On November 20 in 1995, the ministers responsible for the Cultural Affairs in the European Union issued their decision concerning the Cultural Capital for 2000. The nominees included – taking into account the special symbolic significance of the year 2000 – all nine applicants. Besides Helsinki, these included Avignon, Bergen, Bologna, Brussels, Cracow, Prague, Reykjavik and Santiago de Compostella.
At first, the decision disappointed the applicants. Helsinki City Council proposed that Helsinki abandon the project and apply for the title alone in 2002. An overwhelming majority, however, wanted to pursue the preparations on the basis of the EU decision.
In April 1996, an extensive Capitals of Culture project seminar for key figures in the field was organized. The seminar sought to find innovations, development projects, funding alternatives, administrative models and institutional partners that could be used in the realization of the project.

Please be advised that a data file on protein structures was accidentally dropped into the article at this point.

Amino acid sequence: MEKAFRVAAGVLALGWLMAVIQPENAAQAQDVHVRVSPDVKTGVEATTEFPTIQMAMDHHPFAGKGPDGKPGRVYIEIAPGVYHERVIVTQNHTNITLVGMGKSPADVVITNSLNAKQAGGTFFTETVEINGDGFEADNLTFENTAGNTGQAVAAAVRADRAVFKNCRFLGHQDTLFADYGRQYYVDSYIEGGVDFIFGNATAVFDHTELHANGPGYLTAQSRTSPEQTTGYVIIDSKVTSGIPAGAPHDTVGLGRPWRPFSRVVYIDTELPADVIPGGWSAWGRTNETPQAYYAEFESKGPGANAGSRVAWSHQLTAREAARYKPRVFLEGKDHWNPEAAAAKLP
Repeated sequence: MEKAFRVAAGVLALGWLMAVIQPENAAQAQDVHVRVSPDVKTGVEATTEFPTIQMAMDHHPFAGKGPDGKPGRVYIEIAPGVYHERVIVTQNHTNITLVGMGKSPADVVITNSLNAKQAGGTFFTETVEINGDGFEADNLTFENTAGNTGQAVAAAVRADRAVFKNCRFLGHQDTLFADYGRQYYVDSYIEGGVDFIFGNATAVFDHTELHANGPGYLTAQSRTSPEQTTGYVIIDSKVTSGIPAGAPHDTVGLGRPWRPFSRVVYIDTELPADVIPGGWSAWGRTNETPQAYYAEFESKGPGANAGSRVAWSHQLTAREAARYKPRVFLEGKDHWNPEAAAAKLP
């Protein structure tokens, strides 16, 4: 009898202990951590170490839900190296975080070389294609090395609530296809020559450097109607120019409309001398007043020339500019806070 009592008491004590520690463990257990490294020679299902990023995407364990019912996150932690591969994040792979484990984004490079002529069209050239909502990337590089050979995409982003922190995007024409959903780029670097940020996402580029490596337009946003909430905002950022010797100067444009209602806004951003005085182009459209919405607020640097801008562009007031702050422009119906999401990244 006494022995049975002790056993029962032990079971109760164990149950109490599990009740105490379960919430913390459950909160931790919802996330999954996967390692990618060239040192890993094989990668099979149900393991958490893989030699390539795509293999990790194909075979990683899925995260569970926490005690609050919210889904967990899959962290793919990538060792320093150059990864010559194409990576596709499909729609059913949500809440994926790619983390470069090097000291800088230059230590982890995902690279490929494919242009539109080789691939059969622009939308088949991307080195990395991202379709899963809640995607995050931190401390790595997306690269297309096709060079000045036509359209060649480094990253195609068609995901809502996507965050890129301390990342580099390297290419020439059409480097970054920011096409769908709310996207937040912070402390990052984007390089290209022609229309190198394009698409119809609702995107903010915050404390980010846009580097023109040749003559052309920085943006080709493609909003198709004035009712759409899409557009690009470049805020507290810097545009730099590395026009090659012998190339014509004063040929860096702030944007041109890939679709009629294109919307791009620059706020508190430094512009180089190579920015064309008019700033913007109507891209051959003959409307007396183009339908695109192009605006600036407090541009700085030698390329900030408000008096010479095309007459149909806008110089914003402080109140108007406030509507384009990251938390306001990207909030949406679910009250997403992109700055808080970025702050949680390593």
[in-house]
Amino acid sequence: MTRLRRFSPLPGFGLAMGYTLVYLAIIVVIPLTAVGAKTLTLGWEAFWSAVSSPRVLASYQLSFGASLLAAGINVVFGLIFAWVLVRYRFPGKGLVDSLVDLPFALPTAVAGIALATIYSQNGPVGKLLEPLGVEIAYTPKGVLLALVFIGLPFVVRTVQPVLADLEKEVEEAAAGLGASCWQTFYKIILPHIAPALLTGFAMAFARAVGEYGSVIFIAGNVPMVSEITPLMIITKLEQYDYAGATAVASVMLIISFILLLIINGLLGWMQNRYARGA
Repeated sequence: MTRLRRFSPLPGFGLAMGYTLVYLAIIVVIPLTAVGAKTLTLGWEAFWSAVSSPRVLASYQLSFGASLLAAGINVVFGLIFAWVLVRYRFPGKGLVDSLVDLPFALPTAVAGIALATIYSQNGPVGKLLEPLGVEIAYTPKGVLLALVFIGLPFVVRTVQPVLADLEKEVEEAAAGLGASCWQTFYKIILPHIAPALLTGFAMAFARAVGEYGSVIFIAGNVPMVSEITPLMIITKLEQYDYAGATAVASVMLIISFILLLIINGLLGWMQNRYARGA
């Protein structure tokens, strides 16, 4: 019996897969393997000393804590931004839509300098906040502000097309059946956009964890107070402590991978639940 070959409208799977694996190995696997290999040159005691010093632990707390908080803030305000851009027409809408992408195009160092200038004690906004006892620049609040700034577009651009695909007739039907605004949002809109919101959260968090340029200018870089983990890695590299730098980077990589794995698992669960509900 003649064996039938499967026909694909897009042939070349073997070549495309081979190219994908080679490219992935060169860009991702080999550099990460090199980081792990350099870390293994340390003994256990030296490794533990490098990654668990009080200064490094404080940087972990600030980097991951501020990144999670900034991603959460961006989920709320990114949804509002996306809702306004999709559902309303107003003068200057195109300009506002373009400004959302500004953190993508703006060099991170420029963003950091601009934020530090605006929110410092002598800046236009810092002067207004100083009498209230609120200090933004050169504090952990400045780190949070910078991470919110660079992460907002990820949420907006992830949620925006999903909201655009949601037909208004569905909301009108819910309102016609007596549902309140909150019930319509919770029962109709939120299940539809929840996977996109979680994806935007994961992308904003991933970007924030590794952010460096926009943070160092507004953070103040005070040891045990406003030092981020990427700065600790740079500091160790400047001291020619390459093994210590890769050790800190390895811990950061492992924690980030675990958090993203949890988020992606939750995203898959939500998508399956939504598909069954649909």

The EU Culture Ministers had urged the nominee cities to co-ordinate their activities and agree on a joint theme for the event. Without delay, Helsinki began to establish contacts with the other Cities of Culture for the year 2000.
On the basis of preparations made by Helsinki, a co-operation agreement between the nine European Cities of Culture 2000 was signed in Finlandia Hall on 6 September, 1996. The agreement designated a theme for each City of Culture. Helsinki’s theme was “Knowledge, technology and the future”.